One of my earliest lessons in my grief healing journey. And one I still need to remind myself of.
The week of prep for my LH's funeral was pure chaos. We don't live in the same town as our families so my house was full. Literally my living room was wall to wall bed. I was surrounded by family who love me unconditionally. But there were 3 people I needed to see that week who were not family members. I could write a separate blog for each of them...but not today.
An amazing woman who lost the father of her first born many years ago and was still thriving in life. She had always been a great friend. And gives fantastic hugs. I needed to see her.
My LH's friend who I had tried to get to connect with him the night of his suicide. I was concerned about him. Still worry about him.
And a woman who I had just started to get to know because her son had passed away. That she was still functioning fascinated me. I had always viewed her as a pillar of strength and I felt that if I could see her I would be able to suck up some of that strength. I was desperate to see her.
Grief has no rules
I am living in very surreal times right now. I'm still healing in my own grief journey. And I've met some incredible people along the way.
My very own Redneck is about to hit her one year deathaversary and I'm doing my utmost to keep my own shit together to support her through that.
I watch as some of my new online contacts pass their wedding anniversaries and birthdays of their LH or LW. The grief is real. And it's raw. And I learn a lot from what they share.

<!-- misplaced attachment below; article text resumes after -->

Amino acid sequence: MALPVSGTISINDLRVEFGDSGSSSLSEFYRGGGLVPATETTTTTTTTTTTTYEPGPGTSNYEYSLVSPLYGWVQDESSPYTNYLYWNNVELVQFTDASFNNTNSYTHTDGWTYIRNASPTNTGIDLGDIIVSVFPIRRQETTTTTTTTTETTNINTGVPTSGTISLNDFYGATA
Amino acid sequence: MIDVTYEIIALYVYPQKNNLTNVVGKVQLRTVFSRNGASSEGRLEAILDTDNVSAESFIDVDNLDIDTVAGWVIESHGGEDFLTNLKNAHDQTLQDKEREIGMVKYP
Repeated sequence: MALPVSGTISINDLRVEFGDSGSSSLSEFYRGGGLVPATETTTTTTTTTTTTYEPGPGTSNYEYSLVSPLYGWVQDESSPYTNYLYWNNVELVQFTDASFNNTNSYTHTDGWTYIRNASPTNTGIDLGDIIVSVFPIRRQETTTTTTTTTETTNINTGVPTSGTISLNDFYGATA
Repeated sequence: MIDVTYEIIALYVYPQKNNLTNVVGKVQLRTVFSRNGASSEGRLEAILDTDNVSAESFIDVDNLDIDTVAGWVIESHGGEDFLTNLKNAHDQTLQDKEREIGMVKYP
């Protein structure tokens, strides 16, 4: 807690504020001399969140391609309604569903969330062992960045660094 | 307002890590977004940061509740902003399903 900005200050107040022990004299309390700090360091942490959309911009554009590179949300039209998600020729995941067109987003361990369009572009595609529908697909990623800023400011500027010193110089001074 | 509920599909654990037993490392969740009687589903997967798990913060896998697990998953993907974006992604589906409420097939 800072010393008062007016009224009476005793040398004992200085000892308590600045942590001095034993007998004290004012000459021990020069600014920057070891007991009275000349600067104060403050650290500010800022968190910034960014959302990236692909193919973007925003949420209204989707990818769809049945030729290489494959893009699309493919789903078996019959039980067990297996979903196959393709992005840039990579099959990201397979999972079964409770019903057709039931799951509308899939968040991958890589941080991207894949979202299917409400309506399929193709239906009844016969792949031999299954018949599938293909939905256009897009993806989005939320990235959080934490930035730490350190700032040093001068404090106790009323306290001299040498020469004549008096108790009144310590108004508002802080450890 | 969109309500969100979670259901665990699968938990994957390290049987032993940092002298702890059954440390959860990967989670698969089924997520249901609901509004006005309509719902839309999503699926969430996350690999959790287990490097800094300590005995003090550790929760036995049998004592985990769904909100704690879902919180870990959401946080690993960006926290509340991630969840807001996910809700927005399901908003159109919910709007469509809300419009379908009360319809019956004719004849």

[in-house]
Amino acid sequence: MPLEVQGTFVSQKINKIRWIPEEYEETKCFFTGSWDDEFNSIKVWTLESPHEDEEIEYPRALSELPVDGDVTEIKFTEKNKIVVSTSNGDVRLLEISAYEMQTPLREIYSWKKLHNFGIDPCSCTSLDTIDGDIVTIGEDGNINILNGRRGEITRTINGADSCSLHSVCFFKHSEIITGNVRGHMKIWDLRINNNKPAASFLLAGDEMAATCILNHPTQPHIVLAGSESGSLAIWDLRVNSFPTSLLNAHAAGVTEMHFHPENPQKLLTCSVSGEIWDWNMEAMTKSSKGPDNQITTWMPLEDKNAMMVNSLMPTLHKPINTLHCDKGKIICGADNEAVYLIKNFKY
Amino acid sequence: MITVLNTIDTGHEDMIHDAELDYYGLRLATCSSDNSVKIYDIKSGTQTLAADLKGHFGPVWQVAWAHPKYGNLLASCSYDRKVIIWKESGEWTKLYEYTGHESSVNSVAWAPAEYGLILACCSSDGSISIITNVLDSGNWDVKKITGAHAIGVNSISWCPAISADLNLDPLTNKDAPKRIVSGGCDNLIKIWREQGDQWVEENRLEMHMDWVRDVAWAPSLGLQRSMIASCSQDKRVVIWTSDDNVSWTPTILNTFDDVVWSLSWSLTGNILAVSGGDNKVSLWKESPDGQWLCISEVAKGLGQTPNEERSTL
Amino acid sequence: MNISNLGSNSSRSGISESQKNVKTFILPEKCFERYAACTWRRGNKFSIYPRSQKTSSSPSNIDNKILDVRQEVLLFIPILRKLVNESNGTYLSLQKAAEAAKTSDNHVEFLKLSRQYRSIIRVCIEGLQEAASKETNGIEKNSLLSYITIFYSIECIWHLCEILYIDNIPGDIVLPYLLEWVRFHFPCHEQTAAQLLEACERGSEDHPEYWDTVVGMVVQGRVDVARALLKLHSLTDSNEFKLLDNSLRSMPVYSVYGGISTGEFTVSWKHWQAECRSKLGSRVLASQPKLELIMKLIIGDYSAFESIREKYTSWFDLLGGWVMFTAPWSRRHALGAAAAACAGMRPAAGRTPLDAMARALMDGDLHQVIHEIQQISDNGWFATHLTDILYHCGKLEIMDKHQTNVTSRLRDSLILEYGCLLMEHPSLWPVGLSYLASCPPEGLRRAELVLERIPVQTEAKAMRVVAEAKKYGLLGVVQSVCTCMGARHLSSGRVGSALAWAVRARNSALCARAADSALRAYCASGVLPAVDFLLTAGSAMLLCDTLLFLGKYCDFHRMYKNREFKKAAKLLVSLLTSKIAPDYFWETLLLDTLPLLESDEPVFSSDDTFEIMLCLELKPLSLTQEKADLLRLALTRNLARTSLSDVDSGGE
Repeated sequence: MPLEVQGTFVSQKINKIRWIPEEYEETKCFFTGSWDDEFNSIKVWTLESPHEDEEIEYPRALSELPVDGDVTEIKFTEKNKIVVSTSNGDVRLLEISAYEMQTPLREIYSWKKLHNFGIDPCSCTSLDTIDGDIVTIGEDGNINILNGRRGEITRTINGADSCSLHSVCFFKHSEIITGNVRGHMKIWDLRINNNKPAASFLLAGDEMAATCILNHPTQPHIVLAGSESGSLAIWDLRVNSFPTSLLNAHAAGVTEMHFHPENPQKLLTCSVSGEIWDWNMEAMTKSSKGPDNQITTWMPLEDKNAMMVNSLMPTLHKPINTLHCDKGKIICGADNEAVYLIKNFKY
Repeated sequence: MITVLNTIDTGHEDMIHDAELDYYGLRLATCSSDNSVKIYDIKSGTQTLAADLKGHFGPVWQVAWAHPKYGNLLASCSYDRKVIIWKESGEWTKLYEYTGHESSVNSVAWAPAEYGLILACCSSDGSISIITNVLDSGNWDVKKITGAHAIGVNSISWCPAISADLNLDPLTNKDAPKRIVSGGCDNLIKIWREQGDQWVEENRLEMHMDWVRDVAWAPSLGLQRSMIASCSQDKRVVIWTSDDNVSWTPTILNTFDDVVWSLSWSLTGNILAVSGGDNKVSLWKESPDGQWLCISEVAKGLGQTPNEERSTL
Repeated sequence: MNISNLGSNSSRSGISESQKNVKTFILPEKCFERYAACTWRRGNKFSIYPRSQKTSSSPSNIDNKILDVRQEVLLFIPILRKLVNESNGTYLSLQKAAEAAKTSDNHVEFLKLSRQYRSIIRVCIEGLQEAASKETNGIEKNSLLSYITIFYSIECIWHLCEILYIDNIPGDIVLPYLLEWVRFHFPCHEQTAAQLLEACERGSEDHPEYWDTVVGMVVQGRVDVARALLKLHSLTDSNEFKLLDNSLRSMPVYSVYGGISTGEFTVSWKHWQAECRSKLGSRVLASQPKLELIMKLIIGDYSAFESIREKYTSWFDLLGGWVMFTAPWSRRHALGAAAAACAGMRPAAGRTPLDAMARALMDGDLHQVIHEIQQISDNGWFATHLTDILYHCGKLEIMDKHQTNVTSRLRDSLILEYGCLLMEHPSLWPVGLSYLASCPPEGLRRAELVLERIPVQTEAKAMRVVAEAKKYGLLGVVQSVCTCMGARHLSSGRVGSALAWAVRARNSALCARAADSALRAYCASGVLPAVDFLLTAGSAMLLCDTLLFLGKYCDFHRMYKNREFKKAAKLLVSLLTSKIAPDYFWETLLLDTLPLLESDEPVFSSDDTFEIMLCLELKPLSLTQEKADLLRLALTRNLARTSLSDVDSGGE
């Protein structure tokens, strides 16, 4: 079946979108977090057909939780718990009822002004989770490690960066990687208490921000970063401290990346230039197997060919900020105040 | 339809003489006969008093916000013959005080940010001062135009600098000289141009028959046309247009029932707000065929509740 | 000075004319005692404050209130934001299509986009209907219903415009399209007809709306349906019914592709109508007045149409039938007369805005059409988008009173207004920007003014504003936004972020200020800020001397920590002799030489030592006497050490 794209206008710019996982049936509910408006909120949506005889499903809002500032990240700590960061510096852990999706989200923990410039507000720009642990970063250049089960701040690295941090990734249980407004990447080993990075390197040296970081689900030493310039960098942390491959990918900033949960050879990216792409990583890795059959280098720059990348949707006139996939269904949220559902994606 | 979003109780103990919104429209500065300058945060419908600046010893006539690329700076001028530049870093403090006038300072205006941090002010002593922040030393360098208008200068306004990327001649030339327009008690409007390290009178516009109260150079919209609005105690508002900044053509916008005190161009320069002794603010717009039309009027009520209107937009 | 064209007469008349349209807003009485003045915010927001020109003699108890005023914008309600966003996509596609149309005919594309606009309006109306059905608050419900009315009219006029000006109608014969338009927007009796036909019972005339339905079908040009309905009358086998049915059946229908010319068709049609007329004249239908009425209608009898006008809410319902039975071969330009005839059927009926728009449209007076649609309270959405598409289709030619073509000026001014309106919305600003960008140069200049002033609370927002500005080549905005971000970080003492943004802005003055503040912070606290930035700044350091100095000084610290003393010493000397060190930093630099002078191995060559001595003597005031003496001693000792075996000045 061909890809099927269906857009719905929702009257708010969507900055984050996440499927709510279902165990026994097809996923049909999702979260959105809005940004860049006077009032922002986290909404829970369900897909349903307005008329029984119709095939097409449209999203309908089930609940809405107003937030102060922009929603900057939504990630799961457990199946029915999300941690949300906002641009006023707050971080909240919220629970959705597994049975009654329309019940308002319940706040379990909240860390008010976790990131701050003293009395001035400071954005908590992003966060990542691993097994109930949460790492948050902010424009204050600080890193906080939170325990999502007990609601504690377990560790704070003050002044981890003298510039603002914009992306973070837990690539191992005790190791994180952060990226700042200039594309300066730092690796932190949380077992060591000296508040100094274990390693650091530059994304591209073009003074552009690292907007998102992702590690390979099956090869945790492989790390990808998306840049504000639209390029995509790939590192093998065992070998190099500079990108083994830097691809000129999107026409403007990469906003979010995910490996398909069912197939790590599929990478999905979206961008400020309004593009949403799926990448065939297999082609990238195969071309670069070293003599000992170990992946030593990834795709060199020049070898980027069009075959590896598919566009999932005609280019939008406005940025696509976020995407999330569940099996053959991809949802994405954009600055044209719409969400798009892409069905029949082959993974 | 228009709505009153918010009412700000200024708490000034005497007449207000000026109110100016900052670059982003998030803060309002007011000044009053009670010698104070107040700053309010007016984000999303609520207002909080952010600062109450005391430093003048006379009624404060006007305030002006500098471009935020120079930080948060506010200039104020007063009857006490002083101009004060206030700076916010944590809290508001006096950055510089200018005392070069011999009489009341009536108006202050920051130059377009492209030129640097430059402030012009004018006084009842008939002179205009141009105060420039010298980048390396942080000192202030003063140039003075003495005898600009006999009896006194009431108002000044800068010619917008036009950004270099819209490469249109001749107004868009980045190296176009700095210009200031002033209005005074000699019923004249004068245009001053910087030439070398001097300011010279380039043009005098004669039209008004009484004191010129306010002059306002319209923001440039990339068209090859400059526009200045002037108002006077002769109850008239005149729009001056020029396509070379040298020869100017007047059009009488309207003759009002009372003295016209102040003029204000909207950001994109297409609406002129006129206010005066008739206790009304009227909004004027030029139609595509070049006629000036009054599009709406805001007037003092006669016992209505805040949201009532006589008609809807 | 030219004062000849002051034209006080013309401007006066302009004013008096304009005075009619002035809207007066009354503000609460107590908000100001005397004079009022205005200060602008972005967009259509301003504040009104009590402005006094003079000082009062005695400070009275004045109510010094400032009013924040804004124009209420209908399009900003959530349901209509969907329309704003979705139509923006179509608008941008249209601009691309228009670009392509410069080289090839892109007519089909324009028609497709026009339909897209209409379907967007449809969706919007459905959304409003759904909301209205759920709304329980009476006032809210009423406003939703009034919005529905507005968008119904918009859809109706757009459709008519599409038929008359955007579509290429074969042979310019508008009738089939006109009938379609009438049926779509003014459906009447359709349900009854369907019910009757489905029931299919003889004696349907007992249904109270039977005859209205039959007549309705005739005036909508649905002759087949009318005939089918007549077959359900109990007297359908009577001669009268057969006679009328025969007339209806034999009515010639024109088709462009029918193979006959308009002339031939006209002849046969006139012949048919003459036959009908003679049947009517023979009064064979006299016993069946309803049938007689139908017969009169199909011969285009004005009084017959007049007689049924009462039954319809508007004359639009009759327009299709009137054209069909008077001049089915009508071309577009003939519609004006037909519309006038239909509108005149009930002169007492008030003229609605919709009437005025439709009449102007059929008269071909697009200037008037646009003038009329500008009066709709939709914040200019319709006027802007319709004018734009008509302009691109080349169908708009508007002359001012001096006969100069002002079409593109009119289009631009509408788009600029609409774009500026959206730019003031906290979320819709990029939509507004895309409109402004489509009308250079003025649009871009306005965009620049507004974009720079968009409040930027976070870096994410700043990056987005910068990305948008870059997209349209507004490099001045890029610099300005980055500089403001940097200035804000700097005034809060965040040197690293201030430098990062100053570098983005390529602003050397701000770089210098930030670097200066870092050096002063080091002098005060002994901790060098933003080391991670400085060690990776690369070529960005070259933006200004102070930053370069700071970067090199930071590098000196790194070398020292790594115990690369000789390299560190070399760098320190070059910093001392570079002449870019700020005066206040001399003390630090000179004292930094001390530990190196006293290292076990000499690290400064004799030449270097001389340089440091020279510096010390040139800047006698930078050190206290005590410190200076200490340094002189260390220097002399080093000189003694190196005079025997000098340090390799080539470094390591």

I have also recently made some new friends closer to home. Which was a very brave act on my part. Not easy at all, but necessary since I was running a little low on friends. One of said friends, who I'm totally smitten with, just lost her Dad. She's just entering her year of firsts.
So I've been asking myself a lot what I would like to have been told at the beginning of my journey or as I was approaching my first year. And I've narrowed it down to two.
Grief has no rules. I should state up front this is not my image. I saved it. Don't know where it came from. I'm shitty at that. But it's frightening how accurate it is. It's also frustrating as hell that grief is presented in such a straightforward manner like the picture on the left side.
And because it's not straightforward the myth that the first year is hardest is complete BS. So to anyone in their first year please hold on even tighter for that second year.
Keep it simple
I joke sometimes that my goal for the day is simply to stay functional. But really it's not a joke. Sometimes we have periods in the grief process where that's all we can manage. Eat, make yourself presentable, stay functional. There's no need to move mountains.
Find a support group. In person or online. I cannot stress enough how much it helps to know others have had your experience. It feels like you are being "seen". Know that other people see you. I see you. You are not alone in your pain.
As I was reflecting on these two precious beings in my life and their respective journeys, I was also having a tough weekend. And then I remembered the days following my own loss. And the amazingly simple message I would receive from that woman I needed to see in the funeral prep week.
The sun is shining.
That was it. Repeatedly.
The sun is shining.
I remembered it as I was outside this weekend, desperately trying to get my own head on straight. It's a gratitude message, yes. But it's so much more profound than that. Sit with it awhile.
I see you.
The sun is shining.
I am Michelle. Above all I am a mother of four incredible little beings. I am a certified Personal Trainer and Healthy Eating Coach, an educator and a real estate investor. I am a coach who also participates fully as a fitness enthusiast, a runner, and a swimmer. I speak from the heart and have no filter left to tolerate bull shit.